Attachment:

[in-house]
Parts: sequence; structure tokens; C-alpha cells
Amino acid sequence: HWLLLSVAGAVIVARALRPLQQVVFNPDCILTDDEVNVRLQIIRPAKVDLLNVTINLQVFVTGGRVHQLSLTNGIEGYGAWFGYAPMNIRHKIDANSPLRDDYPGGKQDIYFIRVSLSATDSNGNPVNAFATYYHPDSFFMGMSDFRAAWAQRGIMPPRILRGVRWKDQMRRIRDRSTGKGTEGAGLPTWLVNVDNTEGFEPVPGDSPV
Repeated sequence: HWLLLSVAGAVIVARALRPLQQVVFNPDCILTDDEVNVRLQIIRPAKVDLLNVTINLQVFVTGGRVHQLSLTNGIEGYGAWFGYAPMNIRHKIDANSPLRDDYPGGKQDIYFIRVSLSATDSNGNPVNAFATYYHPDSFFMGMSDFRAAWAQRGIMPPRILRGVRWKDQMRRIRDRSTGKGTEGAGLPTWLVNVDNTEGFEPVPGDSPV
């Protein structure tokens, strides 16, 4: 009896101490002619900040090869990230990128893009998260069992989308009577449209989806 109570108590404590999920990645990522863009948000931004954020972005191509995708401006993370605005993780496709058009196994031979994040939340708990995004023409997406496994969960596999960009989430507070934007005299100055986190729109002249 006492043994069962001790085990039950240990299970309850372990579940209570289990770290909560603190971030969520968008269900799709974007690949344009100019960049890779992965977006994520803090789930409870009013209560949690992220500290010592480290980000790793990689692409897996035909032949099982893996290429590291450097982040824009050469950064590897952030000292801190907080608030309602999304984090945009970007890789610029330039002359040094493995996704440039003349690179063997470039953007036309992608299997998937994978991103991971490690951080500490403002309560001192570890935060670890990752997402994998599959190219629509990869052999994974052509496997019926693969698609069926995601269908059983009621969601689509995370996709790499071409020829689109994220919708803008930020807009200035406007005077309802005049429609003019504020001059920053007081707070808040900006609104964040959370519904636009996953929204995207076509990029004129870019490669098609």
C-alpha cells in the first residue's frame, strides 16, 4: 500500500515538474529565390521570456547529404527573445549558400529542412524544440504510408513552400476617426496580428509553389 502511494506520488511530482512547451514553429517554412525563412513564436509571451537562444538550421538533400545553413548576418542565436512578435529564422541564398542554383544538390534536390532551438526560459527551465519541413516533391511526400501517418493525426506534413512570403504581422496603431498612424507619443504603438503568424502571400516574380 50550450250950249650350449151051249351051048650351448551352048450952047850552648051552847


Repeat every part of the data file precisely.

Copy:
[in-house]
Parts: sequence; structure tokens; C-alpha cells
Amino acid sequence: HWLLLSVAGAVIVARALRPLQQVVFNPDCILTDDEVNVRLQIIRPAKVDLLNVTINLQVFVTGGRVHQLSLTNGIEGYGAWFGYAPMNIRHKIDANSPLRDDYPGGKQDIYFIRVSLSATDSNGNPVNAFATYYHPDSFFMGMSDFRAAWAQRGIMPPRILRGVRWKDQMRRIRDRSTGKGTEGAGLPTWLVNVDNTEGFEPVPGDSPV
Repeated sequence: HWLLLSVAGAVIVARALRPLQQVVFNPDCILTDDEVNVRLQIIRPAKVDLLNVTINLQVFVTGGRVHQLSLTNGIEGYGAWFGYAPMNIRHKIDANSPLRDDYPGGKQDIYFIRVSLSATDSNGNPVNAFATYYHPDSFFMGMSDFRAAWAQRGIMPPRILRGVRWKDQMRRIRDRSTGKGTEGAGLPTWLVNVDNTEGFEPVPGDSPV
């Protein structure tokens, strides 16, 4: 009896101490002619900040090869990230990128893009998260069992989308009577449209989806 109570108590404590999920990645990522863009948000931004954020972005191509995708401006993370605005993780496709058009196994031979994040939340708990995004023409997406496994969960596999960009989430507070934007005299100055986190729109002249 006492043994069962001790085990039950240990299970309850372990579940209570289990770290909560603190971030969520968008269900799709974007690949344009100019960049890779992965977006994520803090789930409870009013209560949690992220500290010592480290980000790793990689692409897996035909032949099982893996290429590291450097982040824009050469950064590897952030000292801190907080608030309602999304984090945009970007890789610029330039002359040094493995996704440039003349690179063997470039953007036309992608299997998937994978991103991971490690951080500490403002309560001192570890935060670890990752997402994998599959190219629509990869052999994974052509496997019926693969698609069926995601269908059983009621969601689509995370996709790499071409020829689109994220919708803008930020807009200035406007005077309802005049429609003019504020001059920053007081707070808040900006609104964040959370519904636009996953929204995207076509990029004129870019490669098609």
C-alpha cells in the first residue's frame, strides 16, 4: 500500500515538474529565390521570456547529404527573445549558400529542412524544440504510408513552400476617426496580428509553389 502511494506520488511530482512547451514553429517554412525563412513564436509571451537562444538550421538533400545553413548576418542565436512578435529564422541564398542554383544538390534536390532551438526560459527551465519541413516533391511526400501517418493525426506534413512570403504581422496603431498612424507619443504603438503568424502571400516574380 50550450250950249650350449151051249351051048650351448551352048450952047850552648051552847